Codonopsis pilosula, also known as Radix Codonopsis and Dang shen is a common substitute for panax ginseng given its neutral temperature, sweet flavor and lower cost. Primarily, it’s the roots which are used for medicinal purposes due to the presence of bioactive compounds such as polyacetylenes, essential oils, polysaccharides, inulin, saponins, scutellarein, and flavones. Needless to say, with all these benefits, this herb is used for many things. While some use this to improve appetite, support optimal metabolism, and helps to relieve fatigue, other’s use the potential antioxidant activity to protect against oxidative stress, improve vitality, and enhance the quality of life.
With neuroprotective properties, it has been shown to enhance neuron regeneration and regulates the release of neurotransmitters. Thus, it can be used to improve the symptoms of neurodegenerative disease, including Alzheimer’s disease. Additionally, the combination of Dang Shen and Bai Guo has been reported to enhance learning and memory capability.
Moreover, it exhibits Anti-diabetic activity by decreasing the blood glucose level and improving the insulin resistance during diabetic conditions. Thus, it can be used to improve symptoms of type 2 diabetes mellites.
Lastly, more specific studies have reported that dang shen shows anticancer activity via inhibiting the growth of cancerous cells, including gastric adenocarcinoma cells and hepatic cancerous cells. Also, it helps to protect against ischemia-reperfusion injury via inhibiting the apoptosis and lipid peroxidation during a kidney transplant.
PREPARATION & ADMINISTRATION
Codonpsis is available for oral administration in different formulations including pills (capsules, tablets), decoction (for prompt action), and powder (intended for use in creating other preparations). It is usually replaced or used instead of ginseng in a formulation, but when there is a risk of interactions in making tablets, capsules, etc. don’t use Codonopsis. The beneficial effects of Codonopsis can be enhanced when used in combination with white atractylodes (bai zhu) and aconite (fuzi) in the formulation. Many stores carry both dried and sliced of Codonopsis for at-home decoction as well as pre-processed extracts.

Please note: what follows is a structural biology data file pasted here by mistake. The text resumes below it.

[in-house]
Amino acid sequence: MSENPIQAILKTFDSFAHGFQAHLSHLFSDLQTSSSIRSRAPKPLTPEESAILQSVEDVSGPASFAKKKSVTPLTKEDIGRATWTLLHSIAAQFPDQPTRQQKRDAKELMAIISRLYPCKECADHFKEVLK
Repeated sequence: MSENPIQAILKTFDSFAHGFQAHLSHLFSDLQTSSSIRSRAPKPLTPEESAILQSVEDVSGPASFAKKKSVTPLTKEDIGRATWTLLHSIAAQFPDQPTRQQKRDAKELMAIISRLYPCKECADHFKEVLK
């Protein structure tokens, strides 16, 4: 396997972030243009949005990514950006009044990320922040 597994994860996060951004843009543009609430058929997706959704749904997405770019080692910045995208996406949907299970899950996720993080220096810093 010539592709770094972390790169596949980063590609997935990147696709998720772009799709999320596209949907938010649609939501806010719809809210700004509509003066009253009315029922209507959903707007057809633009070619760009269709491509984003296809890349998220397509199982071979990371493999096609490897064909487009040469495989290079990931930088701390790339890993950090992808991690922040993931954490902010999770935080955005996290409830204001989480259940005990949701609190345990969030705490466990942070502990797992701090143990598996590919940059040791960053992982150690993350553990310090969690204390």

Usually, normal doses do not cause any adverse effects, but avoid high doses of Codonopsis as it may result in confusion, chest pain, dizziness, throat pain, and other major symptoms. Do not exceed the recommended dose.
It should not be taken by those with severe medical conditions or known hypersensitivity to Codonopsis. There is a lack of research studies on the use among pregnant women so, it should not be given without proper consultation with a doctor. Also, it is not recommended for breastfeeding women by health care professionals. Moreover, it interferes with blood clotting so, should not be taken by individuals with bleeding disorders or those who have had or will have surgery within a couple of weeks. Individuals allergic to mug-wort, carrots, and celery should also avoid its use as there is a higher chance of cross allergies. You should consult with a certified herbalist, physician or other qualified healthcare professional before taking Codonopsis.
Chen, Hsien-Tung et al. “Dangshen (Codonopsis pilosula) activates IGF-I and FGF-2 pathways to induce proliferation and migration effects in RSC96 Schwann cells.” The American journal of Chinese medicine vol. 38,2 (2010): 359-72. doi:10.1142/S0192415X10007907
He, Jing-Yu et al. “The genus Codonopsis (Campanulaceae): a review of phytochemistry, bioactivity and quality control.” Journal of natural medicines vol. 69,1 (2015): 1-21. doi:10.1007/s11418-014-0861-9
He, Kai et al. “Evaluation of antidiabetic potential of selected traditional Chinese medicines in STZ-induced diabetic mice.” Journal of ethnopharmacology vol. 137,3 (2011): 1135-42. doi:10.1016/j.jep.2011.07.033
Wang, Z T et al. “Investigations on the protective action of Condonopsis pilosula (Dangshen) extract on experimentally-induced gastric ulcer in rats.” General pharmacology vol. 28,3 (1997): 469-73. doi:10.1016/s0306-3623(96)00047-x
Zhang, Qing et al. “Codonopsis pilosula Polysaccharide Attenuates Tau Hyperphosphorylation and Cognitive Impairments in hTau Infected Mice.” Frontiers in molecular neuroscience vol. 11 437. 27 Nov. 2018, doi:10.3389/fnmol.2018.00437
Zou, Yuan-Feng et al. “A Polysaccharide Isolated from Codonopsis pilosula with Immunomodulation Effects Both In Vitro and In Vivo.” Molecules (Basel, Switzerland) vol. 24,20 3632. 9 Oct. 2019, doi:10.3390/molecules24203632